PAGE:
Winter can easily become the most expensive time of year for your utility bills as you try to find a balance of keeping your house warm and toasty without spending your life savings. As we built our own house, we had the luxury of being able to make our house “heat efficient” to help keep our electric bills down. While our summer electric bills can be high here in the mid-South, winter has normally been more expensive in our opinion. These are some of the ways we keep our house warm and save money.
As a full disclaimer, this is the first winter we have spent in our house so we do not have a full picture of how our winter utility bills will be yet, but, I will be sure to post an update when Spring arrives! We live in East Tennessee so we are blessed not to have the extreme heat that our friends in Georgia and Florida know all too well and we are also far enough south that we do not get the privilege to weather a New England nor'easter or Midwest blizzard. But, these tips apply to any place where it can freeze.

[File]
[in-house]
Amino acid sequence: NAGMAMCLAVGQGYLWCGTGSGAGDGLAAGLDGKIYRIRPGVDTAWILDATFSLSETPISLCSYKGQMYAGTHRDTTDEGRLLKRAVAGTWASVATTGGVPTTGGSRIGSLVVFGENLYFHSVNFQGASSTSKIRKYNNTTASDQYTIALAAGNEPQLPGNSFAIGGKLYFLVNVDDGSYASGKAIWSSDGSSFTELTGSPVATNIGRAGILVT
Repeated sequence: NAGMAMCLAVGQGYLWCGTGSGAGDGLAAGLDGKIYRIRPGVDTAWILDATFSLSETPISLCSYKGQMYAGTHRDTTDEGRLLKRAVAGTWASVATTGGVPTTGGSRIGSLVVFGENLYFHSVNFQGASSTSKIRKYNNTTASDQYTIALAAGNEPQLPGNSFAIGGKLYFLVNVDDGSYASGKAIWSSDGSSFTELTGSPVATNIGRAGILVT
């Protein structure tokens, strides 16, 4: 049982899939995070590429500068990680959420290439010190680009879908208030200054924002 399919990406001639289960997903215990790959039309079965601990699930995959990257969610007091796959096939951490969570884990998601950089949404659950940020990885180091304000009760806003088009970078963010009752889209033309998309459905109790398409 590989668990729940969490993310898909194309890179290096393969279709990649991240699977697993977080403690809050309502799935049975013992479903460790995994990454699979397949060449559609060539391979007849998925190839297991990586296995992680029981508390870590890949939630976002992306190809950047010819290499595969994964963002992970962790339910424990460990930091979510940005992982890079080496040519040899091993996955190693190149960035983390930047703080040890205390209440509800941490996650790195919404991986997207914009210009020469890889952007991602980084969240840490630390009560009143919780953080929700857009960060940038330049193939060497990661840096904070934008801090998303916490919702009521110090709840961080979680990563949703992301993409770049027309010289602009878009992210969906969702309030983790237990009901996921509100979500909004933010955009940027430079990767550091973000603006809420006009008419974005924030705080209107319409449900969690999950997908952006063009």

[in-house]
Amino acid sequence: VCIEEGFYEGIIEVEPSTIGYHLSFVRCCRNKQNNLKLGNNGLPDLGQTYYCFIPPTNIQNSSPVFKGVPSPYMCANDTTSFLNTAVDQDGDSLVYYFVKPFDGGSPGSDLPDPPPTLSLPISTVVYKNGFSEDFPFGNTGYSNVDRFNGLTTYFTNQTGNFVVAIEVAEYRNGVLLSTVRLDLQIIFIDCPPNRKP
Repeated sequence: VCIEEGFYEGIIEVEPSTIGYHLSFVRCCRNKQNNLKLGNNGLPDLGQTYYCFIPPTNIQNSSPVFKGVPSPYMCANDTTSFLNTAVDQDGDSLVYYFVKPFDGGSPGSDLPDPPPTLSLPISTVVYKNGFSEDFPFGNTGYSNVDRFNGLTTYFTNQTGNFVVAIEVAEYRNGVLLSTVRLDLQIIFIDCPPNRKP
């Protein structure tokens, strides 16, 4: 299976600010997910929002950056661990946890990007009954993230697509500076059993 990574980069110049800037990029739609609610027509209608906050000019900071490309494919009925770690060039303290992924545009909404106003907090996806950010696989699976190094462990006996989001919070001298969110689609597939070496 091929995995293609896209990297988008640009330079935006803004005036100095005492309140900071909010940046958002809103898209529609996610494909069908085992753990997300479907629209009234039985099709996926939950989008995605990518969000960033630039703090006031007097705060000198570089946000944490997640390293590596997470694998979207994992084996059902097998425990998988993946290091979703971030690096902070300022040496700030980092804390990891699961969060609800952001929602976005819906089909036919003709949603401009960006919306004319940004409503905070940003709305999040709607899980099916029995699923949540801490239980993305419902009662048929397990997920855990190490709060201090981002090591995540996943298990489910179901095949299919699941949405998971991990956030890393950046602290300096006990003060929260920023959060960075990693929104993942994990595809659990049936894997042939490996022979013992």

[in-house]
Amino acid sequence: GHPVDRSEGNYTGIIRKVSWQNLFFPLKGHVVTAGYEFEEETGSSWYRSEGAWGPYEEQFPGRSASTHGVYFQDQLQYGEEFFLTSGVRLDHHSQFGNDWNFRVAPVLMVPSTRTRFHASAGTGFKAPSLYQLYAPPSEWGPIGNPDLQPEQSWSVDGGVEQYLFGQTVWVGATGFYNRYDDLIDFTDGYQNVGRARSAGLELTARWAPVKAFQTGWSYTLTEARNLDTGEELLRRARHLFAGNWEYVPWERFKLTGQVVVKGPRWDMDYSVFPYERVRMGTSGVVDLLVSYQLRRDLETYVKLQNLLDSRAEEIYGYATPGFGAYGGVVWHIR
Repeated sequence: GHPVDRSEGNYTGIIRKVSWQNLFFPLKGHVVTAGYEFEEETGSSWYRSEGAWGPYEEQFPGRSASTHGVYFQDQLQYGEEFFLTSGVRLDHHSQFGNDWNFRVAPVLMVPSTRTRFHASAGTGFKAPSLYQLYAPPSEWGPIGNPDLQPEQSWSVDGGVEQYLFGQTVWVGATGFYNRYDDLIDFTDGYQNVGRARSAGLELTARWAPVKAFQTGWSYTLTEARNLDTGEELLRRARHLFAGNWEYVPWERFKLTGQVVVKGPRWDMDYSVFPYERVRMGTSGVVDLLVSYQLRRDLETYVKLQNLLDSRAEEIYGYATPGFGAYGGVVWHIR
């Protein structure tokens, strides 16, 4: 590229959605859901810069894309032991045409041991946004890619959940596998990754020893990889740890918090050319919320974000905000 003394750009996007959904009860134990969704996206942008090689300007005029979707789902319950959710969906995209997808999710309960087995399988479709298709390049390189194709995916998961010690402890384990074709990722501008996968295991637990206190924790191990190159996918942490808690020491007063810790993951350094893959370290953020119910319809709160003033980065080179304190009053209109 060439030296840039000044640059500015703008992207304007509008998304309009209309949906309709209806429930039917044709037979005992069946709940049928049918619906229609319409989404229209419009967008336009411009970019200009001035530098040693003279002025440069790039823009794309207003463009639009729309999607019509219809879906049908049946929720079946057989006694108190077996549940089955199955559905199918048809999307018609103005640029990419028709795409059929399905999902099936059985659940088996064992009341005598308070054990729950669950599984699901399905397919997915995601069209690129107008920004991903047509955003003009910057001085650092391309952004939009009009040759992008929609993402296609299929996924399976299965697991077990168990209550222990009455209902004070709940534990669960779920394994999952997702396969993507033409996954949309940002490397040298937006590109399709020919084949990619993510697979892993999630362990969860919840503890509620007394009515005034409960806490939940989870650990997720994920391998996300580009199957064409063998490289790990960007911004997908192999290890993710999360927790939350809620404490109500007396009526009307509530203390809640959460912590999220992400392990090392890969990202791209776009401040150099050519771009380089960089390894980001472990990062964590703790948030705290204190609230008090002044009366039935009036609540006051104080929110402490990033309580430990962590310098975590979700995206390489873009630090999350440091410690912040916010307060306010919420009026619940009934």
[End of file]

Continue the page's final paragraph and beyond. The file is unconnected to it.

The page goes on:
Our house is 2700 sq ft. of living space that we heat and cool on a daily basis. We are 100% electric (no gas or geothermal). We also have a walkout basement (1500 sq. ft) that is a ballet studio that we heat and cool two days per week. I will try to avoid only relating to our electric bill costs in dollars because Tennessee electric rates are notably higher than most other states as we pay anywhere from 10 to 12 cents per kilowatt hour depending on the time of year.
In the “dog days of summer” with many 90+ degree days, we used 1,061 KWH. Earlier this fall, when the temps were near perfect and we had the windows open most days, we used 660 KWH. Essentially, half of our electric bill is from our heating and cooling costs. For the past month, we have run the heat mostly in the evenings and we consumed 744 KWH when it gets to the low 30s or upper 20s at night.